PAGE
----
Can Someone Please “Disrupt” Agriculture in India?

The latest regional elections in India saw unprecedented promises of farm loan waivers. Representatives of both the Indian National Congress and the Bharatiya Janta Party have made “support” to farmers a key point in their manifestos. According to an article in The Economic Times, farm loan waivers since 1990 total INR 2.22 trillion (USD 31 billion) – a bill obviously paid by the taxpayer. Now farmers in India enjoy kid glove treatment – they pay no income tax, receive free energy, are not subject to controls or restrictions on groundwater use, and are offered a guaranteed purchase price for what they produce. The Indian government seems to have positioned their economic role as a sacred duty rather than a professional pursuit. These privileges and incentives are taken for granted – for instance, just a few months ago, farmers in North India blanketed the region with a toxic smog as they burned biomass in violation of numerous laws and rulings – claiming that it was an essential step for them to be able to grow their crops. Not that nation is well fed – food prices are skyrocketing, and essential nutrition from greens and vegetables is inaccessible to low-income households.

When an industry linked to a vital human necessity finds itself dependent on government handouts for survival, the stage seems set for disruption. Farmers claim that their problems are caused by the lack of water for irrigation, changing weather patterns, and a low support price for their produce. However, looking at the big picture, complacency, apathy, and no incentive to innovate are equally big factors.

An acquaintance who was associated with programs run by the Israeli charity MASHAV once told me about the gross structural issues in the Indian agricultural system. He stated that the Green Revolution was right for its time in staving off hunger among the rapidly growing Indian population, but innovation and transformation has been completely halted since then. Commenting on the lack of water for irrigation, he said that most farmers in India use surface irrigation, the most wasteful method – that loses water to evaporation. Furthermore, the rice, wheat, and pulses prioritized by the Green Revolutionistas sidelined the millets and other crops more suited to regional soil types, water resources, and weather patterns. Another acquaintance with a professional understanding of the public distribution system told me that government support to certain industries such as sugar and brewing created systemic imbalances that affected soil health at the farm and food prices at the table.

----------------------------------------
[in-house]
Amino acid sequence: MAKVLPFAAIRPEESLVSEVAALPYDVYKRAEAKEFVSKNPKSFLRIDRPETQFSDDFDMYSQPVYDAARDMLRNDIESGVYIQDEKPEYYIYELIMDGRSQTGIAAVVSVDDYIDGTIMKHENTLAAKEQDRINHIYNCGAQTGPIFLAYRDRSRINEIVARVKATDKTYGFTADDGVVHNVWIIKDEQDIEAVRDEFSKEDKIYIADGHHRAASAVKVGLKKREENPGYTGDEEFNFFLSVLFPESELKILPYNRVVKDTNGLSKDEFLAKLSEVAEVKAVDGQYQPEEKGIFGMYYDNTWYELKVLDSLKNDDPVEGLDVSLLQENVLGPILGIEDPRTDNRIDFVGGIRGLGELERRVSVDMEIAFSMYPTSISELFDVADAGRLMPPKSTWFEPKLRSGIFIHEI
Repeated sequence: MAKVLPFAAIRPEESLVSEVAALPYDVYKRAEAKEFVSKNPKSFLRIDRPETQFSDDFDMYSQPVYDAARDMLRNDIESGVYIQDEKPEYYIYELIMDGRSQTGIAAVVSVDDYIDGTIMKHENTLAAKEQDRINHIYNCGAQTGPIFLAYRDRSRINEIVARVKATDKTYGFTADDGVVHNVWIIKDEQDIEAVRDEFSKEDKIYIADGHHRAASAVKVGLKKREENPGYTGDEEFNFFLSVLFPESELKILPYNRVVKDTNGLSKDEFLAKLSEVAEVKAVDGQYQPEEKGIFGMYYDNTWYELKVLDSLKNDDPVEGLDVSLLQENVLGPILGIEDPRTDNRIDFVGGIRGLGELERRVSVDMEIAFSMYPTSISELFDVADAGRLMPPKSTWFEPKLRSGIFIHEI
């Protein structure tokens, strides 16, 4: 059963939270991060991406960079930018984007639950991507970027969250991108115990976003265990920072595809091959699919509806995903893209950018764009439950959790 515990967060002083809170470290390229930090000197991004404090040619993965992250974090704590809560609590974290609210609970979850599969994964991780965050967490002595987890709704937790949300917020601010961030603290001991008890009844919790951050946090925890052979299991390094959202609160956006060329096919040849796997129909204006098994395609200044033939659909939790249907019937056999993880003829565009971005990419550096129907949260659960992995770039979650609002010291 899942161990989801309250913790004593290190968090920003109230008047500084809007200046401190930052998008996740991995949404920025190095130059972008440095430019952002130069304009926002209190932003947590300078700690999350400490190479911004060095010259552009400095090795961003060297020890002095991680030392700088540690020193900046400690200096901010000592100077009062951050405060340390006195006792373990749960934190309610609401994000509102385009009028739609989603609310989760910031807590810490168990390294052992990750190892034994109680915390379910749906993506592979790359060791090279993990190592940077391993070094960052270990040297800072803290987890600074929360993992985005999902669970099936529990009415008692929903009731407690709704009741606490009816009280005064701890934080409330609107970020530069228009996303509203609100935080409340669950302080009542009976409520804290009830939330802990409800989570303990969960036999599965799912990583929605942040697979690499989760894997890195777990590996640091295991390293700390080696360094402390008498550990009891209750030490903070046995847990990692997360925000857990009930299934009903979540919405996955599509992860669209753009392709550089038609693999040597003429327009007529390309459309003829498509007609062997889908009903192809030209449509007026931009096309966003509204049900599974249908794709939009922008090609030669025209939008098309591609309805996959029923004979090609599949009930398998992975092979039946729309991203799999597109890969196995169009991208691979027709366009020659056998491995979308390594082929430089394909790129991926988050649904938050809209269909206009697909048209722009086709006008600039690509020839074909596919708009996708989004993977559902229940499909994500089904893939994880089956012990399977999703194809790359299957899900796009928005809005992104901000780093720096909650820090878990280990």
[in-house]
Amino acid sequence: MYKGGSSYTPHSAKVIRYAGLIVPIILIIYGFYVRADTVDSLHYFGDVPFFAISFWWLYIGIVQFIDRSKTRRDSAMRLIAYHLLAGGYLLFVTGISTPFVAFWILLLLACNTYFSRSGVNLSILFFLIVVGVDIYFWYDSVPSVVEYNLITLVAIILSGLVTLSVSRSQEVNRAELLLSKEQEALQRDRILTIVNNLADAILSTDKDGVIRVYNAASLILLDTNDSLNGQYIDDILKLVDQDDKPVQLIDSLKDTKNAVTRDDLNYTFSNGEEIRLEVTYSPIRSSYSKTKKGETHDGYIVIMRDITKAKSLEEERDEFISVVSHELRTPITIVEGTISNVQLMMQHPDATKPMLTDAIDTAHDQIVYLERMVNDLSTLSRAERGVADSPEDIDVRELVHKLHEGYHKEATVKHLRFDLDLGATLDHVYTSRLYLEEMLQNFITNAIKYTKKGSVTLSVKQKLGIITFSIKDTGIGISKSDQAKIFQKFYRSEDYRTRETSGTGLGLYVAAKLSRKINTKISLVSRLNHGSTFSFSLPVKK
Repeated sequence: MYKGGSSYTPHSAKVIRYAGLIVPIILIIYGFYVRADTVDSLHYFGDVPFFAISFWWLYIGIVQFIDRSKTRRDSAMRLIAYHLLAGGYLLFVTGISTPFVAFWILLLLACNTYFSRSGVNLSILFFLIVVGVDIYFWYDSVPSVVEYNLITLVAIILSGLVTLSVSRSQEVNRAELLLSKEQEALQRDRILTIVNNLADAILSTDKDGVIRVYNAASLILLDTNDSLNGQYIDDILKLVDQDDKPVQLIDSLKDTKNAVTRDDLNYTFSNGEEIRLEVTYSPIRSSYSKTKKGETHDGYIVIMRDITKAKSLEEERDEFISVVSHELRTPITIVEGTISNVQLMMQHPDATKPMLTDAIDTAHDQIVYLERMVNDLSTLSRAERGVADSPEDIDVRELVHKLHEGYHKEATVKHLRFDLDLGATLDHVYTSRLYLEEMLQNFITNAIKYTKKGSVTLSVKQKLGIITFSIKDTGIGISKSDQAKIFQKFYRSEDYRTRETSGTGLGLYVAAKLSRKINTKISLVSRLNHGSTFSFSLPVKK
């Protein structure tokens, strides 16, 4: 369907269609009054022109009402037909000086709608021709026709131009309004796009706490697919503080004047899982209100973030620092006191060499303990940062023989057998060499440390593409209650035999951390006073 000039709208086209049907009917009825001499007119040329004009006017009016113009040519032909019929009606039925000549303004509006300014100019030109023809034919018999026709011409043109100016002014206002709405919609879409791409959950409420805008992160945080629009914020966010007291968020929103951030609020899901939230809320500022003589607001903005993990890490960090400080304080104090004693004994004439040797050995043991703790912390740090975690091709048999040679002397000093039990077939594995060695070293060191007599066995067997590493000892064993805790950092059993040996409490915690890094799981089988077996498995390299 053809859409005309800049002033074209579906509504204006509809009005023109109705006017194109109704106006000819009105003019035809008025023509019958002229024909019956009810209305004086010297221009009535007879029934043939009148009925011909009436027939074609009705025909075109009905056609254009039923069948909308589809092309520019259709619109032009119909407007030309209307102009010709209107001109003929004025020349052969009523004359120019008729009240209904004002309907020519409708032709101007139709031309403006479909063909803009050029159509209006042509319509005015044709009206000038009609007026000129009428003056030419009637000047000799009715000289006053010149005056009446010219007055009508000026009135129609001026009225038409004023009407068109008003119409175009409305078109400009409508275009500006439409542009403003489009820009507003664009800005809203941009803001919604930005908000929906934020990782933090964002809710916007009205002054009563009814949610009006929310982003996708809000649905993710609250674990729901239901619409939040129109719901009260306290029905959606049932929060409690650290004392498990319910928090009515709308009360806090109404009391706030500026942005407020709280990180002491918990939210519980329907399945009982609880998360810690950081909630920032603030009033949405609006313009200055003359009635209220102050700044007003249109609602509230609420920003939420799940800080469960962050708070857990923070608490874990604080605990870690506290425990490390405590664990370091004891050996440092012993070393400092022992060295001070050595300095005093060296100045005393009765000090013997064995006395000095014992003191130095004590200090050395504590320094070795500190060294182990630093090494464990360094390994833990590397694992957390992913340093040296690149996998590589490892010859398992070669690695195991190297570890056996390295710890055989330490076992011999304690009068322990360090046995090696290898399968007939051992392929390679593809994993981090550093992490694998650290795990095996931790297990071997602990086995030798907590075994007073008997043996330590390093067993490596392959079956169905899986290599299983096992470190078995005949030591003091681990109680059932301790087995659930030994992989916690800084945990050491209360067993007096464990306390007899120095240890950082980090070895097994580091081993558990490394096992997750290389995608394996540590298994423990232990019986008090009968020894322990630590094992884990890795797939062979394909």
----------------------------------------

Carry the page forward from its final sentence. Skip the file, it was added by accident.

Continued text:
One thing that stands out about the Indian agriculture sector is low technology use. E-commerce players have superceded India Post in efficiency in terms of transporting shoes, books, and cellphones to consumers in remote corners of the country. Grocery delivery services use analytics and Just In Time inventory management to deliver a wide variety of milk and eggs to households each morning. Can these technologies be used to disrupt agriculture? What about other factors such as climate change and politics?

Climate Change is real – Crop Choices and Food Habits need to change

Over the past few years, unseasonal rain or storms have destroyed large portions of standing grain crops. Such events have increased in frequency, and if this trend endures, crop choices will have to change. There is nothing that we can do about this – farming must evolve to thrive in the changing climate. An hour of un-seasonal rain a few days before harvest can devastate an entire wheat crop. However, a hailstorm on a potato-field will still leave produce fit for harvest. A good option would be to switch from grains as a primary carbohydrate to tubers such as potatoes, cassava, yams, and jicama. For those aghast at the suggestion that your fulkas and alou-paranthas will go from being breakfast to a delicacy, remember that post the Green Revolution, traditional breads made from maize and millets such as bajra and ragi were relegated to ethnic delicacies by the emphasis on wheat and rice. In fact, a change in emphasis from calories to nutrition – calling for more vegetables and greens in the diet – may improve national health and well-being.